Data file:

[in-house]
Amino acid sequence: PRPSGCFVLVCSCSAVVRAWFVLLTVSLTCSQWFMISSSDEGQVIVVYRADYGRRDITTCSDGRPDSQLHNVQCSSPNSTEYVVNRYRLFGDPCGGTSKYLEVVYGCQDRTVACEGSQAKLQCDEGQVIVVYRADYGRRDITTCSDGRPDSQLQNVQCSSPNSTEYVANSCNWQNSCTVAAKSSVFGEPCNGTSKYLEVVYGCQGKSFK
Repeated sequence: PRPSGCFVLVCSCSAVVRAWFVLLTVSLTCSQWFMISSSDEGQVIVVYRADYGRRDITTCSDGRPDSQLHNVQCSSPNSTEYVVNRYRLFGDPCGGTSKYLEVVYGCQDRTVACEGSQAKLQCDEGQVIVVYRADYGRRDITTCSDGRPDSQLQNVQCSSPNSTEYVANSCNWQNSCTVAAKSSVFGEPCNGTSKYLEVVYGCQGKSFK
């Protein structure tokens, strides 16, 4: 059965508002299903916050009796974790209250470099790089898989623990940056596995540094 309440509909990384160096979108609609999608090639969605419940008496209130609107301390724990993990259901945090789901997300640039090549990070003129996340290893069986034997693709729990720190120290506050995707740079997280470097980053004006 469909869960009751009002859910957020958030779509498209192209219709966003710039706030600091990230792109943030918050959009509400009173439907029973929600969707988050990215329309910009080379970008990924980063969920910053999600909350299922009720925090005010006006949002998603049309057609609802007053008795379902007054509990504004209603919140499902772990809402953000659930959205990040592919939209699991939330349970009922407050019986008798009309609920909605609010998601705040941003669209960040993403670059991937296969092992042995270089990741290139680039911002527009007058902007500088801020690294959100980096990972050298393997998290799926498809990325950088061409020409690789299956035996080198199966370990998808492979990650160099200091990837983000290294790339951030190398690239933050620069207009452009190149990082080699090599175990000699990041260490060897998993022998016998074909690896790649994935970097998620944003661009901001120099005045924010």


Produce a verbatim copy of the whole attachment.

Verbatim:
[in-house]
Amino acid sequence: PRPSGCFVLVCSCSAVVRAWFVLLTVSLTCSQWFMISSSDEGQVIVVYRADYGRRDITTCSDGRPDSQLHNVQCSSPNSTEYVVNRYRLFGDPCGGTSKYLEVVYGCQDRTVACEGSQAKLQCDEGQVIVVYRADYGRRDITTCSDGRPDSQLQNVQCSSPNSTEYVANSCNWQNSCTVAAKSSVFGEPCNGTSKYLEVVYGCQGKSFK
Repeated sequence: PRPSGCFVLVCSCSAVVRAWFVLLTVSLTCSQWFMISSSDEGQVIVVYRADYGRRDITTCSDGRPDSQLHNVQCSSPNSTEYVVNRYRLFGDPCGGTSKYLEVVYGCQDRTVACEGSQAKLQCDEGQVIVVYRADYGRRDITTCSDGRPDSQLQNVQCSSPNSTEYVANSCNWQNSCTVAAKSSVFGEPCNGTSKYLEVVYGCQGKSFK
């Protein structure tokens, strides 16, 4: 059965508002299903916050009796974790209250470099790089898989623990940056596995540094 309440509909990384160096979108609609999608090639969605419940008496209130609107301390724990993990259901945090789901997300640039090549990070003129996340290893069986034997693709729990720190120290506050995707740079997280470097980053004006 469909869960009751009002859910957020958030779509498209192209219709966003710039706030600091990230792109943030918050959009509400009173439907029973929600969707988050990215329309910009080379970008990924980063969920910053999600909350299922009720925090005010006006949002998603049309057609609802007053008795379902007054509990504004209603919140499902772990809402953000659930959205990040592919939209699991939330349970009922407050019986008798009309609920909605609010998601705040941003669209960040993403670059991937296969092992042995270089990741290139680039911002527009007058902007500088801020690294959100980096990972050298393997998290799926498809990325950088061409020409690789299956035996080198199966370990998808492979990650160099200091990837983000290294790339951030190398690239933050620069207009452009190149990082080699090599175990000699990041260490060897998993022998016998074909690896790649994935970097998620944003661009901001120099005045924010």